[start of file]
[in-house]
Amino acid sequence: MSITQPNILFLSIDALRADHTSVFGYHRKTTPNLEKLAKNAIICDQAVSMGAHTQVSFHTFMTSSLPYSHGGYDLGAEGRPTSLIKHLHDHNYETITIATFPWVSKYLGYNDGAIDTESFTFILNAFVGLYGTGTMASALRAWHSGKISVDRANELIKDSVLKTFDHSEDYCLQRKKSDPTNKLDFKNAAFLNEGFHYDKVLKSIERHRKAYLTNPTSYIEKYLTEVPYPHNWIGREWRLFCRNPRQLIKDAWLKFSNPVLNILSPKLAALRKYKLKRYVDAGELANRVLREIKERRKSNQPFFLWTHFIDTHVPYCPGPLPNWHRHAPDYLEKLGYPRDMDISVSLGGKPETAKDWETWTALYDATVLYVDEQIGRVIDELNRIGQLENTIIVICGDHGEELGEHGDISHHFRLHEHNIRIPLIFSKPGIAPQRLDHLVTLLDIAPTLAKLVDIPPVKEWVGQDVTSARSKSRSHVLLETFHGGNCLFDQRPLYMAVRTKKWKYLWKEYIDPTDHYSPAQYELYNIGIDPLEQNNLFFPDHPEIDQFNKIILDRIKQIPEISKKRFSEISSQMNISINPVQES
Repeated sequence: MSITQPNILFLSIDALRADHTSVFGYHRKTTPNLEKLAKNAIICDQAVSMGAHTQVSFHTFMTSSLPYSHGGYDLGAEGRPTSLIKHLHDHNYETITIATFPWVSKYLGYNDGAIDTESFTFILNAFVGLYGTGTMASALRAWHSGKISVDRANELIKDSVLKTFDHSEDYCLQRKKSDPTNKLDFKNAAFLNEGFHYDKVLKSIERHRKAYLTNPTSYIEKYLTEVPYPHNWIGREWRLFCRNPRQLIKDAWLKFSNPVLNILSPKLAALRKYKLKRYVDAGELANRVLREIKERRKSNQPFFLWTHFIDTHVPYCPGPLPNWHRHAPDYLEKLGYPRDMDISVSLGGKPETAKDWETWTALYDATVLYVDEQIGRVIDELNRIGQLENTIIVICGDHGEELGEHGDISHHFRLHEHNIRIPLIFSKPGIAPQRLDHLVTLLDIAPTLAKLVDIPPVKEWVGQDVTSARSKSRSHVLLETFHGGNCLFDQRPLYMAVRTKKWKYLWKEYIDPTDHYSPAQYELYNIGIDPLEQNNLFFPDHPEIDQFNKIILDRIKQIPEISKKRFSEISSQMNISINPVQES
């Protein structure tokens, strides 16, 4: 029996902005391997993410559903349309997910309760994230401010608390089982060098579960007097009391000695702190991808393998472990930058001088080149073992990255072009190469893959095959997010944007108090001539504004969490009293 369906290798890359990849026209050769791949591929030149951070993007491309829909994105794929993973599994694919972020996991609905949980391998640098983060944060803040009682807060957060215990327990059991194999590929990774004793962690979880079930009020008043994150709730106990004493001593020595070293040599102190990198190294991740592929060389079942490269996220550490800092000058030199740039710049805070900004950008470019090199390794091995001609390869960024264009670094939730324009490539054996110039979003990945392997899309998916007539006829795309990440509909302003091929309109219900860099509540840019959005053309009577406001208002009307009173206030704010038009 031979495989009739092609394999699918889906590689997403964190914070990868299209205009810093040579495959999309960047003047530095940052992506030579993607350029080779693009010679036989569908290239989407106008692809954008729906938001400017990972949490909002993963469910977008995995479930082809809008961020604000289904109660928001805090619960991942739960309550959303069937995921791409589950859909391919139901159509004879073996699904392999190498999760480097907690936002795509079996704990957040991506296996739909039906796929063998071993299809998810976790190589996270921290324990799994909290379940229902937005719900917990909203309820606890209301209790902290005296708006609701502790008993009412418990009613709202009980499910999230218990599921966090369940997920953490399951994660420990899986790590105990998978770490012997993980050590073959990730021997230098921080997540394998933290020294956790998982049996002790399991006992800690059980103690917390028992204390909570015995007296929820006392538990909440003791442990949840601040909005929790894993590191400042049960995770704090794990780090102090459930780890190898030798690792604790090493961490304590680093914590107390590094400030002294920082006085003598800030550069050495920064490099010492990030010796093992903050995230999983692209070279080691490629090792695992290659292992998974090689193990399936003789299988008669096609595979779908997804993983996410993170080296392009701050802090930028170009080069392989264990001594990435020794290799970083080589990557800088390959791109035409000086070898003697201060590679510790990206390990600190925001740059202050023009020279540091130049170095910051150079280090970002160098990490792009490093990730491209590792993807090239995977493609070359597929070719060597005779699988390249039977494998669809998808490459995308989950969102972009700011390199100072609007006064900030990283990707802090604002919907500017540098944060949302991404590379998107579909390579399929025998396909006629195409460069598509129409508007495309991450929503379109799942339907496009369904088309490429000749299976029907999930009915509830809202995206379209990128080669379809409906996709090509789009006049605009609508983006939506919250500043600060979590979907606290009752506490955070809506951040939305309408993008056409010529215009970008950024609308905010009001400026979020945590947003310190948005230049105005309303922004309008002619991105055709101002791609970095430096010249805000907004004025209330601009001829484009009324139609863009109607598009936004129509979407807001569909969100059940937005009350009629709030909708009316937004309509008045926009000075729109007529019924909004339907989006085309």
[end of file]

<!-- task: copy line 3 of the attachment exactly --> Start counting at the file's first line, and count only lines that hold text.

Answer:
Repeated sequence: MSITQPNILFLSIDALRADHTSVFGYHRKTTPNLEKLAKNAIICDQAVSMGAHTQVSFHTFMTSSLPYSHGGYDLGAEGRPTSLIKHLHDHNYETITIATFPWVSKYLGYNDGAIDTESFTFILNAFVGLYGTGTMASALRAWHSGKISVDRANELIKDSVLKTFDHSEDYCLQRKKSDPTNKLDFKNAAFLNEGFHYDKVLKSIERHRKAYLTNPTSYIEKYLTEVPYPHNWIGREWRLFCRNPRQLIKDAWLKFSNPVLNILSPKLAALRKYKLKRYVDAGELANRVLREIKERRKSNQPFFLWTHFIDTHVPYCPGPLPNWHRHAPDYLEKLGYPRDMDISVSLGGKPETAKDWETWTALYDATVLYVDEQIGRVIDELNRIGQLENTIIVICGDHGEELGEHGDISHHFRLHEHNIRIPLIFSKPGIAPQRLDHLVTLLDIAPTLAKLVDIPPVKEWVGQDVTSARSKSRSHVLLETFHGGNCLFDQRPLYMAVRTKKWKYLWKEYIDPTDHYSPAQYELYNIGIDPLEQNNLFFPDHPEIDQFNKIILDRIKQIPEISKKRFSEISSQMNISINPVQES